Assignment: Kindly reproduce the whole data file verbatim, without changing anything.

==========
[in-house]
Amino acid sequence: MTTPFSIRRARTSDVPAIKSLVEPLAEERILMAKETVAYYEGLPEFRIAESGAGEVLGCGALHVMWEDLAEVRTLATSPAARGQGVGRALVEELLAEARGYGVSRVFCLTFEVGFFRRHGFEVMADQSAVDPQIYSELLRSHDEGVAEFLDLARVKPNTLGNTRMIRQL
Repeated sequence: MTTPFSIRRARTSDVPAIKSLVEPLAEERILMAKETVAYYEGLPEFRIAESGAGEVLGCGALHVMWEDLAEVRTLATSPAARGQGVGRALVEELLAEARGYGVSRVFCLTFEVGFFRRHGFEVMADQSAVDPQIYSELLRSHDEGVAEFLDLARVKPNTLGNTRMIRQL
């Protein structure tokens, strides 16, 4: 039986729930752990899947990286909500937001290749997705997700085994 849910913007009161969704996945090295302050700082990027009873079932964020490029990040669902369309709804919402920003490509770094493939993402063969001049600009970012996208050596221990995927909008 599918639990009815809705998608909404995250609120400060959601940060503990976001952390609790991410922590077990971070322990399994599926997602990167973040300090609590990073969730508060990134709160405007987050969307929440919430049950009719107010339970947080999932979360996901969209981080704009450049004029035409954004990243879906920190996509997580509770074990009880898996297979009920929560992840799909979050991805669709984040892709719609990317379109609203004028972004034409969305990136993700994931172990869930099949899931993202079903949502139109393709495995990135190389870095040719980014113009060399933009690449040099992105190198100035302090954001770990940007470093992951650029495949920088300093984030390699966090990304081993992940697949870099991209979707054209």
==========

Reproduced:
[in-house]
Amino acid sequence: MTTPFSIRRARTSDVPAIKSLVEPLAEERILMAKETVAYYEGLPEFRIAESGAGEVLGCGALHVMWEDLAEVRTLATSPAARGQGVGRALVEELLAEARGYGVSRVFCLTFEVGFFRRHGFEVMADQSAVDPQIYSELLRSHDEGVAEFLDLARVKPNTLGNTRMIRQL
Repeated sequence: MTTPFSIRRARTSDVPAIKSLVEPLAEERILMAKETVAYYEGLPEFRIAESGAGEVLGCGALHVMWEDLAEVRTLATSPAARGQGVGRALVEELLAEARGYGVSRVFCLTFEVGFFRRHGFEVMADQSAVDPQIYSELLRSHDEGVAEFLDLARVKPNTLGNTRMIRQL
């Protein structure tokens, strides 16, 4: 039986729930752990899947990286909500937001290749997705997700085994 849910913007009161969704996945090295302050700082990027009873079932964020490029990040669902369309709804919402920003490509770094493939993402063969001049600009970012996208050596221990995927909008 599918639990009815809705998608909404995250609120400060959601940060503990976001952390609790991410922590077990971070322990399994599926997602990167973040300090609590990073969730508060990134709160405007987050969307929440919430049950009719107010339970947080999932979360996901969209981080704009450049004029035409954004990243879906920190996509997580509770074990009880898996297979009920929560992840799909979050991805669709984040892709719609990317379109609203004028972004034409969305990136993700994931172990869930099949899931993202079903949502139109393709495995990135190389870095040719980014113009060399933009690449040099992105190198100035302090954001770990940007470093992951650029495949920088300093984030390699966090990304081993992940697949870099991209979707054209």